Ballistic missiles follow predictable trajectories, allowing defense systems to track them more easily. By comparison, a hypersonic missile “changes that game entirely,” Thompson said. Using the example of a snowball fight, he explained that with a hypersonic missile, “I can throw that snowball in this direction, I can throw it in that direction, I can throw it in this direction—and it will maneuver back and it’ll hit you. In fact, it might even fly by you, turn around, and hit you in the back of the head. That’s what a hypersonic glide vehicle does. Combine that with a fractional orbital bombardment system, and I’m going to throw the snowball that way, and it’s going to go around the world, and it’s going to come hit you in the back of the head.”

Such a capability makes the world a “much more complicated place,” Thompson said, especially as the Pentagon works to catch up.

Gillian Bussey, director of DOD’s Joint Hypersonics Transition Office, has said the Army will field the military’s first hypersonic weapon in a “year or two.”

Quelle: Air Force Magazine

China’s mysterious hypersonic test may take a page from DARPA’s past

"Calling it 'breaking the laws of physics' does not lead to rational scrutiny," Secure World's Victoria Samson said of the recent Chinese hypersonic test.


DARPA’s Common Aero Vehicle and submunitions, circa late 1990s. (Image: discontinued National Security Space Roadmap website)

WASHINGTON: The ongoing drips and drabs of unclear information leaking from the Pentagon about this summer’s Chinese hypersonic test are raising red flags for physicists and experts, who are questioning whether claims about the results of the test stand up to scrutiny.

The new detail regarding a possible launch or simple release of either a missile or some kind of countermeasure over the South China Sea was first reported on Sundayby the Financial Times (FT), which was the outlet that also originally reported on the launch. This most recent claim, if accurate, would represent a leap in capability — and one that firmly remains in the future concepts basket at the Pentagon.

“From a general standpoint, deploying something at hypersonic speeds, is really, really, really, really hard,” said Mark Lewis, executive director of the National Defense Industrial Association’s Emerging Technologies Institute and an expert on hypersonics. “And if anyone were to do that, that would be super impressive.”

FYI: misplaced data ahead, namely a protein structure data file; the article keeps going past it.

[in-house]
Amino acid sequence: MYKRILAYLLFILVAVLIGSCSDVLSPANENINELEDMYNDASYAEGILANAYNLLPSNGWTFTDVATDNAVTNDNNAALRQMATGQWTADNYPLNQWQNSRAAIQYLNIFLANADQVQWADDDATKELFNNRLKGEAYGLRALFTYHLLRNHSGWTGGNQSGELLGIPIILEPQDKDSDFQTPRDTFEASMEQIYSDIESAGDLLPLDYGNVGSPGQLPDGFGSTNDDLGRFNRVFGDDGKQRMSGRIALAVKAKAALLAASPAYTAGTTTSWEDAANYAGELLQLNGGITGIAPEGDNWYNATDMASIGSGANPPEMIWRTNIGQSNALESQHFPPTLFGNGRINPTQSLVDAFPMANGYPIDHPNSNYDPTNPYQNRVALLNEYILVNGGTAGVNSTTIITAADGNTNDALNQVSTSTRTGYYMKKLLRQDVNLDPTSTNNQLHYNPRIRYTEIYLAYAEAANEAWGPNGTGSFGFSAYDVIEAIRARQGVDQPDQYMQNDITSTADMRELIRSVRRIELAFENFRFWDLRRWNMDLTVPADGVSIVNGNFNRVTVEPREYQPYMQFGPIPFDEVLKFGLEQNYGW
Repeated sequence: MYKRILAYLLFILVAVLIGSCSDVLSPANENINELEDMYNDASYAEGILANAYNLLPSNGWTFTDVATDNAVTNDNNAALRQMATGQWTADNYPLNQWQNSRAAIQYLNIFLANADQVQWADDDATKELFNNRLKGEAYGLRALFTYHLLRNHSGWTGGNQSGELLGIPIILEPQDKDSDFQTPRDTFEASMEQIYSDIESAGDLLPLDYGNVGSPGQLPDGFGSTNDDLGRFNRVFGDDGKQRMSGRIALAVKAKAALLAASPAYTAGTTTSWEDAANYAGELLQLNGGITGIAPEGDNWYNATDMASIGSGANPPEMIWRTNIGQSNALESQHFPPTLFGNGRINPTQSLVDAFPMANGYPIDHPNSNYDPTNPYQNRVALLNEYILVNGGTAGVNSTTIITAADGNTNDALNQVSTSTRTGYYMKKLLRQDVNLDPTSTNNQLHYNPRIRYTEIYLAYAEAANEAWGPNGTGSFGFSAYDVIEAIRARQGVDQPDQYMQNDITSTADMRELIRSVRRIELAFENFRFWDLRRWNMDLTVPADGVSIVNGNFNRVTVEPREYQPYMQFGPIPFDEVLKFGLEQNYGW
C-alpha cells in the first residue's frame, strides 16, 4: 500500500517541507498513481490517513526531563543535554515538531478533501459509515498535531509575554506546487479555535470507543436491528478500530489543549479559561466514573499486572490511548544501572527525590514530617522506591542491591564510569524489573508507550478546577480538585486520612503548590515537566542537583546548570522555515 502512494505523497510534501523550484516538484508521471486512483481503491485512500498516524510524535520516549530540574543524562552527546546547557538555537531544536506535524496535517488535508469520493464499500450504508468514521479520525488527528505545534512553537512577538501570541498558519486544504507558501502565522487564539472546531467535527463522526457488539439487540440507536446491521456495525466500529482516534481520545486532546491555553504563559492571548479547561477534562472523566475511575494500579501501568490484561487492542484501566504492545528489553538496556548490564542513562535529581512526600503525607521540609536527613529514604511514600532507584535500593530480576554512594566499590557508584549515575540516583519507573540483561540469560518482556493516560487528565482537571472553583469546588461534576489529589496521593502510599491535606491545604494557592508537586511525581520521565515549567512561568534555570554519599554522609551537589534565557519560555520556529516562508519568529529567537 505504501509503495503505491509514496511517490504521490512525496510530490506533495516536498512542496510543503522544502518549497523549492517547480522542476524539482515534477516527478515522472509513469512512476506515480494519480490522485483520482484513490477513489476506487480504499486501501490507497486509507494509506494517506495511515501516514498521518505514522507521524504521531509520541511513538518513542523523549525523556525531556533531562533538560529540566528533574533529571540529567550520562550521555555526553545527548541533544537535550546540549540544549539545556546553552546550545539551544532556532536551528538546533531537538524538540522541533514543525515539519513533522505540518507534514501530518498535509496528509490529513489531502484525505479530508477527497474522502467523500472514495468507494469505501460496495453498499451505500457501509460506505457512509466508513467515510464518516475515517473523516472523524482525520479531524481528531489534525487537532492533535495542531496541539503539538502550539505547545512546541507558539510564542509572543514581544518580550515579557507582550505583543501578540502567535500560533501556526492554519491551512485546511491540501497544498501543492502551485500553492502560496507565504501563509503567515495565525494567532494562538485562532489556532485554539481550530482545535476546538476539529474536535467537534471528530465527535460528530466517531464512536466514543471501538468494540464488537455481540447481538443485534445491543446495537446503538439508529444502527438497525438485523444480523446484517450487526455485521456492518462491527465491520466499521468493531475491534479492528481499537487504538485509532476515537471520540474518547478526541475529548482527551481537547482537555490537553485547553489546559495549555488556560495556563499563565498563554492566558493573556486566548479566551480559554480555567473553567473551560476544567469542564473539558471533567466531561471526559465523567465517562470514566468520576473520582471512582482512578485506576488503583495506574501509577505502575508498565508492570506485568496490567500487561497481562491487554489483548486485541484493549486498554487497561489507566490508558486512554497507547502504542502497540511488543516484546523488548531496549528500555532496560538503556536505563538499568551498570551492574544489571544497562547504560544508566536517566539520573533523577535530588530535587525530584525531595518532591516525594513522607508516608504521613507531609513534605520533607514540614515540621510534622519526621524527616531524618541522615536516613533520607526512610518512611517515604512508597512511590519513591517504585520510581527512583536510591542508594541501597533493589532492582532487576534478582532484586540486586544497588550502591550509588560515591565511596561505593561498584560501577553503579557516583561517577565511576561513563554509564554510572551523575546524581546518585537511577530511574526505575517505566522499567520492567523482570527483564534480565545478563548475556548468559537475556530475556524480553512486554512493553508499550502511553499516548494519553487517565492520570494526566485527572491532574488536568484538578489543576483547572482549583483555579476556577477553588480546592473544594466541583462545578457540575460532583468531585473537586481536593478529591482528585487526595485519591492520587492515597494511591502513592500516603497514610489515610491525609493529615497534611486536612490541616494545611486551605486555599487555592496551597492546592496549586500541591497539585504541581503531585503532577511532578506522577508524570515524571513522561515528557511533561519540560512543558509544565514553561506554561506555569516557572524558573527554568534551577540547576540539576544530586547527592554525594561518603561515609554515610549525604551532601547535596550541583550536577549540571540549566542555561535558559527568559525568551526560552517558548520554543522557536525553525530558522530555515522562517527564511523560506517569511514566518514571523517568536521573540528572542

But the “if” in that statement is doing a lot of heavy lifting, and given the lack of publicly available data, it’s unclear exactly when, or if, clarity will truly emerge.

Question One: Is It Possible? 

The basic question at hand with regard to the new report is: could China have successfully launched a submunition from a hypersonic glide vehicle (HGV) while it was screaming through the atmosphere at Mach 5-plus? And the answer is, perhaps.

There is a historical analog, of sorts. Two decades ago DARPA worked on a project [PDF]  known as the Common Aero Vehicle (CAV), which included a suborbital, hypersonic glide vehicle (HGV) that could deliver conventional weapons anywhere in the world within two hours.

DARPA could never get the system to work right, however, due to a number of design problems that ran into the laws of physics, Lewis said. The effort was eventually killed in 2004 by Congress, less due to its technological problems and more out of political concerns that it was strategically destabilizing.

One key issue for deploying submunitions from HGVs is that when two vehicles are moving at above Mach 1, several scientists explained, the two objects create shock waves that can interfere and cause the submunition to bounce back into its parent vehicle, destroying both.

This actually happened, according to the Global Security website, in a 1966 test of an unmanned HGV, called the D-21 Tagboard, launched from a supersonic jet (the precursor of the SR-71). The test resulted in a crash that killed one of the jet pilots and caused legendary Lockheed Martin engineer Kelly Johnson to terminate the program.

To avoid that problem, the CAV was designed to dramatically slow down. And, it is possible that this is exactly what the Chinese HGV did too, several scientists said.